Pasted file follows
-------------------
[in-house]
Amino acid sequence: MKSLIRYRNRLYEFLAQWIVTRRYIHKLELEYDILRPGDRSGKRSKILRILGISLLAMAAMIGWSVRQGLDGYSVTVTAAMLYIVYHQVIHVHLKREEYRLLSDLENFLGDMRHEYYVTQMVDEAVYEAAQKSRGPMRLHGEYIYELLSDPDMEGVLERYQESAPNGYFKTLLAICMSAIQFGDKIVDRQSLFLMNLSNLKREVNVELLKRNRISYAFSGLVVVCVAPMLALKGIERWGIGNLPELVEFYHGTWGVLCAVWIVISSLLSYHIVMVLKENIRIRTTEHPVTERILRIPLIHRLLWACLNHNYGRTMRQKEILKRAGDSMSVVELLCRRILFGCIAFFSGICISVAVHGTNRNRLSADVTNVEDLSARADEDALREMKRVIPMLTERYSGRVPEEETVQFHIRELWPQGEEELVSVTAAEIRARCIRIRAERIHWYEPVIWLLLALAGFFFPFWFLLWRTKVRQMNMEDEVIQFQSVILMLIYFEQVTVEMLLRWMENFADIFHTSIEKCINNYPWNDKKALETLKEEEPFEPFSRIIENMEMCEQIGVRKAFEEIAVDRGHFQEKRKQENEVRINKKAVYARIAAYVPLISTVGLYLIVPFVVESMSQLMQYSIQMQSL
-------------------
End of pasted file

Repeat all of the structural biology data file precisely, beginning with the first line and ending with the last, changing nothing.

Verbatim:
[in-house]
Amino acid sequence: MKSLIRYRNRLYEFLAQWIVTRRYIHKLELEYDILRPGDRSGKRSKILRILGISLLAMAAMIGWSVRQGLDGYSVTVTAAMLYIVYHQVIHVHLKREEYRLLSDLENFLGDMRHEYYVTQMVDEAVYEAAQKSRGPMRLHGEYIYELLSDPDMEGVLERYQESAPNGYFKTLLAICMSAIQFGDKIVDRQSLFLMNLSNLKREVNVELLKRNRISYAFSGLVVVCVAPMLALKGIERWGIGNLPELVEFYHGTWGVLCAVWIVISSLLSYHIVMVLKENIRIRTTEHPVTERILRIPLIHRLLWACLNHNYGRTMRQKEILKRAGDSMSVVELLCRRILFGCIAFFSGICISVAVHGTNRNRLSADVTNVEDLSARADEDALREMKRVIPMLTERYSGRVPEEETVQFHIRELWPQGEEELVSVTAAEIRARCIRIRAERIHWYEPVIWLLLALAGFFFPFWFLLWRTKVRQMNMEDEVIQFQSVILMLIYFEQVTVEMLLRWMENFADIFHTSIEKCINNYPWNDKKALETLKEEEPFEPFSRIIENMEMCEQIGVRKAFEEIAVDRGHFQEKRKQENEVRINKKAVYARIAAYVPLISTVGLYLIVPFVVESMSQLMQYSIQMQSL